Winter is transformative. A blanket of snow can make a place you think you know look completely new and different. While summer thinks it's got things covered as the season for national parks and outdoor adventure, winter is right there making a very good case for why it should be the reason you embark on adventure to Riding Mountain National Park while there is still snow on the ground.
With that in mind, here are eight amazing things you can experience in Riding Mountain this (or during any) winter.
1. Go winter camping
When we say winter camping, we're not talking a tent pitched in a pile of snow--don't worry. (Though if that's your kind of thing, go for it.) What we're really talking about falls more into the realm of glamping when it comes in the form of an oTENTik. These Parks Canada canvas structures provide comfort and coziness in the park complete with electric heat, wood burning stoves, nearby heated bathrooms and showers, USB chargers, a fire-warmed cook shack and all the firewood you can carry.
These spacious 'tents' come equipped to sleep six in three large bunks--though if you've got small children, a couple more could very comfortably be accommodated making for the ultimate family adventure. For more details on renting an oTENTik, visit here.
2. Head to the Parks Canada Visitor Centre
This cozy spot will put you in the mind of a giant log cabin and is the perfect place to learn all about the history, Indigenous traditions and wildlife of the area and its surroundings. Passionate park interpreters bring the culture and heritage of the region to life with stories and knowledge. Browse the displays, warm your toes by the fire and even partake in an offering of Labrador tea.
Note: The visitor centre isn't always open in winter but we were treated to a sneak peek during our visit. In the winter visitors can always stop by the administration building on weekdays from 8 a.m. to 4 p.m., or the Parks Canada South Gate or Friends of Riding Mountain National Park on weekends for info.
3. Watch the sun set on a cross-country ski
With the early nightfall of winter, you don't have to wait long to catch a beautiful sunset on the horizon and what better way to do it than in the middle of a forest with skis strapped to your feet? Check out the vast variety of trails you can embark on that cover a variety of skill levels and distances. Head out while it's still light and watch as the sun does its spectacular thing across the prairie sky. If you don't have your own, skis and gear can be rented at Elkhorn Resort located inside the park.
4. Go bison hunting
Okay, not literally bison hunting, but go and check them out inside the Audy Lake Bison Enclosure. Here, about 40 bison roam the fescue grasslands. The enclosure is part of an effort to restore and protect the ecosystem by returning bison to its natural prairie habitat after being absent for some time. Visitors can enter the enclosure by car and stop at the look-out to stretch their legs and take in the view of bison back dropped by the sweeping frozen landscape.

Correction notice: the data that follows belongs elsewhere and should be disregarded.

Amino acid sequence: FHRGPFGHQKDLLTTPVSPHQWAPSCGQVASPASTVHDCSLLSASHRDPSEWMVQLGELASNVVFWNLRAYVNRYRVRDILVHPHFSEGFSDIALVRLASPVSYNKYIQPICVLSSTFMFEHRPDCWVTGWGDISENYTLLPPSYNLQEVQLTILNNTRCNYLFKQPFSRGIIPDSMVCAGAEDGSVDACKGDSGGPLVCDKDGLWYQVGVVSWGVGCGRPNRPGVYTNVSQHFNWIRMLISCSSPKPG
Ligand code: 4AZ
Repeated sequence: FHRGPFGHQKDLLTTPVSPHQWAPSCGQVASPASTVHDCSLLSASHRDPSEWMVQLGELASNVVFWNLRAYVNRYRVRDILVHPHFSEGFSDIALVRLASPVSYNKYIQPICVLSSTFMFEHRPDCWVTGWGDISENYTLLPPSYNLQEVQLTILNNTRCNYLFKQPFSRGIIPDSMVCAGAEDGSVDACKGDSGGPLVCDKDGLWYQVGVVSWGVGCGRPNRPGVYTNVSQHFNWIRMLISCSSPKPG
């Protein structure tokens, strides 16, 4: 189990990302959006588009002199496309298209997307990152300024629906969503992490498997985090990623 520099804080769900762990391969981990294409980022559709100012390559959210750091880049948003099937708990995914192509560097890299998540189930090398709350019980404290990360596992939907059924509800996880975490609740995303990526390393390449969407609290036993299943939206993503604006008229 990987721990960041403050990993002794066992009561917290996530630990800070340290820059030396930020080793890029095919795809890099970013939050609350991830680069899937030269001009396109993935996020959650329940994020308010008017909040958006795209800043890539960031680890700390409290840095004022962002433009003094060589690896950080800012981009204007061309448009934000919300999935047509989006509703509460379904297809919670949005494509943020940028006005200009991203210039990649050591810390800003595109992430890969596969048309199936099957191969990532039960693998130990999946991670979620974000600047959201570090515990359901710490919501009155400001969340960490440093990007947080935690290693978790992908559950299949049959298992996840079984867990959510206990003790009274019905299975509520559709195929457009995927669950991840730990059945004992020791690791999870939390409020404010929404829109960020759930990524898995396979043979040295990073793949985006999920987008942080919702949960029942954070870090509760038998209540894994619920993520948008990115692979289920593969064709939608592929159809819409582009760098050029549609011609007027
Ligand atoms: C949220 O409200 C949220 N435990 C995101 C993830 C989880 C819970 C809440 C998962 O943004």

While in the enclosure, you might also get the chance to see moose, fox, lynx or elk. On our visit, we saw fresh wolf tracks in the snow... alas no wolf though--this time anyway.
5. Strap on your snowshoes
What better way to really go in and explore the woods than with a good snowshoe? Turn any of your favourite hiking trails into a snowshoe trail, or take advantage of the below zero temps and just tromp your way right across a myriad of frozen lakes that make up the park. And that little guy in the tree is a boreal owl--so you can see wildlife too. Super spiffy, lightweight snowshoes can be rented at the Friends of Riding Mountain National Park office located in the Wasagaming townsite.
6. Hop on a fat tire bike
If you want to explore on two wheels, then head over to the Friends of Riding Mountain and rent yourself a fat tire bike. There are several trails in and around the Wasagaming townsite and nearby campground that will tour you around through the snowy lanes and trees. This is a workout and a half--my thighs were burning by the end, but this is a nice lead in to my next point.
7. Eat, eat, eat and then eat some more
Nothing is better on colder days than comfort food and after burning all those calories biking, skiing and snowshoeing, what better way to refuel? Check out The Lakehouse hotel for dreamy proscuitto eggs benedict, hearty beef chilli with homemade scones and all the lattes you can drink. Over at Elkhorn Resort, a giant menu of everything you've ever wanted from steaks to fish tacos to delectable risotto balls await. (In one of these photos the food looked so good, I kind of forgot to take a photo until almost the end. I'll let you guess which one it is. My sirloin was cooked perfectly though.)
8. Hang out at Elkhorn Manor
Once you've glamped it up in your oTENTik, another option to rest your weary head is inside Elkhorn Manor. Owned by Parks Canada, this former superintendent's house is operated by Elkhorn Resort and can sleep up to 12 people. Nestled on the edge of Clear Lake, the picturesque setting is an ideal spot to get intimate with the park. On the night we arrived, dinner was being catered by the chef at Sporty's in the nearby town of Onanole. On the menu was fish chowder, bread made with local grains slathered with organic Irish butter, fresh greens with locally made cheese, Manitoba pickerel, beef from the chef's own store, and a glorious fruit tarte to finish the evening.